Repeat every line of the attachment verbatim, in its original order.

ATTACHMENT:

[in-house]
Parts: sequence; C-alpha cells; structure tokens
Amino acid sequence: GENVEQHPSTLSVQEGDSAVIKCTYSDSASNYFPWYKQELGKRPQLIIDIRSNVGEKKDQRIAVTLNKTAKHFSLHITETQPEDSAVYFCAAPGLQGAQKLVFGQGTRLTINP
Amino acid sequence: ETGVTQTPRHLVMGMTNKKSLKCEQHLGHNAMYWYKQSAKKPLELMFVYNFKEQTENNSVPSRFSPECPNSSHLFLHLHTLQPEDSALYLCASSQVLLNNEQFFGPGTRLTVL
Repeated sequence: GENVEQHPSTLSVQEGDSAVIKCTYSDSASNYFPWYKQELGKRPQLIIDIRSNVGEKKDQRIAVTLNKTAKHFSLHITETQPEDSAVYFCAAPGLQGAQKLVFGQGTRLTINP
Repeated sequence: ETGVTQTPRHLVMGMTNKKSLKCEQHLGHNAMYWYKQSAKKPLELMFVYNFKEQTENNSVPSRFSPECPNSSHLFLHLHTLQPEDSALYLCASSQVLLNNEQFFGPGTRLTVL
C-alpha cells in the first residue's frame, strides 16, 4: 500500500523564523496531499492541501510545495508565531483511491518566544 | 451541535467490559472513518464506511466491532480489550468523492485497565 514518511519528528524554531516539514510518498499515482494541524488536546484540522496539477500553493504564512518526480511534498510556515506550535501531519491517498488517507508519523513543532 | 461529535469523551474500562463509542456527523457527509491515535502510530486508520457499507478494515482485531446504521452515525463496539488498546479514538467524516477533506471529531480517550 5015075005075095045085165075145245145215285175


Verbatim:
[in-house]
Parts: sequence; C-alpha cells; structure tokens
Amino acid sequence: GENVEQHPSTLSVQEGDSAVIKCTYSDSASNYFPWYKQELGKRPQLIIDIRSNVGEKKDQRIAVTLNKTAKHFSLHITETQPEDSAVYFCAAPGLQGAQKLVFGQGTRLTINP
Amino acid sequence: ETGVTQTPRHLVMGMTNKKSLKCEQHLGHNAMYWYKQSAKKPLELMFVYNFKEQTENNSVPSRFSPECPNSSHLFLHLHTLQPEDSALYLCASSQVLLNNEQFFGPGTRLTVL
Repeated sequence: GENVEQHPSTLSVQEGDSAVIKCTYSDSASNYFPWYKQELGKRPQLIIDIRSNVGEKKDQRIAVTLNKTAKHFSLHITETQPEDSAVYFCAAPGLQGAQKLVFGQGTRLTINP
Repeated sequence: ETGVTQTPRHLVMGMTNKKSLKCEQHLGHNAMYWYKQSAKKPLELMFVYNFKEQTENNSVPSRFSPECPNSSHLFLHLHTLQPEDSALYLCASSQVLLNNEQFFGPGTRLTVL
C-alpha cells in the first residue's frame, strides 16, 4: 500500500523564523496531499492541501510545495508565531483511491518566544 | 451541535467490559472513518464506511466491532480489550468523492485497565 514518511519528528524554531516539514510518498499515482494541524488536546484540522496539477500553493504564512518526480511534498510556515506550535501531519491517498488517507508519523513543532 | 461529535469523551474500562463509542456527523457527509491515535502510530486508520457499507478494515482485531446504521452515525463496539488498546479514538467524516477533506471529531480517550 5015075005075095045085165075145245145215285175